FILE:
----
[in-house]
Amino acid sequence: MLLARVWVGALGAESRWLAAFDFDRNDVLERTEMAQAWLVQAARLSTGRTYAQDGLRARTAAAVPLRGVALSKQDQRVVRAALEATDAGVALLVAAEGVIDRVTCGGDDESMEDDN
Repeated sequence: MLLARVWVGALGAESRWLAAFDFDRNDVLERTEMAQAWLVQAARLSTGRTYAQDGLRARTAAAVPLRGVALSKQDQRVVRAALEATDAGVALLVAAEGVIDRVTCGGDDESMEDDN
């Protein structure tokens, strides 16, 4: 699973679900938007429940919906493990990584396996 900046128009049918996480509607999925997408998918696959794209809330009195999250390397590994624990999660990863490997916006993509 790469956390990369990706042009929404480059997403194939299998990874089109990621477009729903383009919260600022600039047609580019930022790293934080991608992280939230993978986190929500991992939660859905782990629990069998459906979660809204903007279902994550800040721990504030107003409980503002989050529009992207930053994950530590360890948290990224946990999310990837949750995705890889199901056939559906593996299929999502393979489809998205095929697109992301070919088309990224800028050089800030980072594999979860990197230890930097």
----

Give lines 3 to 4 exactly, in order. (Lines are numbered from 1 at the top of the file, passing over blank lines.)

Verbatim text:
Repeated sequence: MLLARVWVGALGAESRWLAAFDFDRNDVLERTEMAQAWLVQAARLSTGRTYAQDGLRARTAAAVPLRGVALSKQDQRVVRAALEATDAGVALLVAAEGVIDRVTCGGDDESMEDDN
């Protein structure tokens, strides 16, 4: 699973679900938007429940919906493990990584396996 900046128009049918996480509607999925997408998918696959794209809330009195999250390397590994624990999660990863490997916006993509 790469956390990369990706042009929404480059997403194939299998990874089109990621477009729903383009919260600022600039047609580019930022790293934080991608992280939230993978986190929500991992939660859905782990629990069998459906979660809204903007279902994550800040721990504030107003409980503002989050529009992207930053994950530590360890948290990224946990999310990837949750995705890889199901056939559906593996299929999502393979489809998205095929697109992301070919088309990224800028050089800030980072594999979860990197230890930097």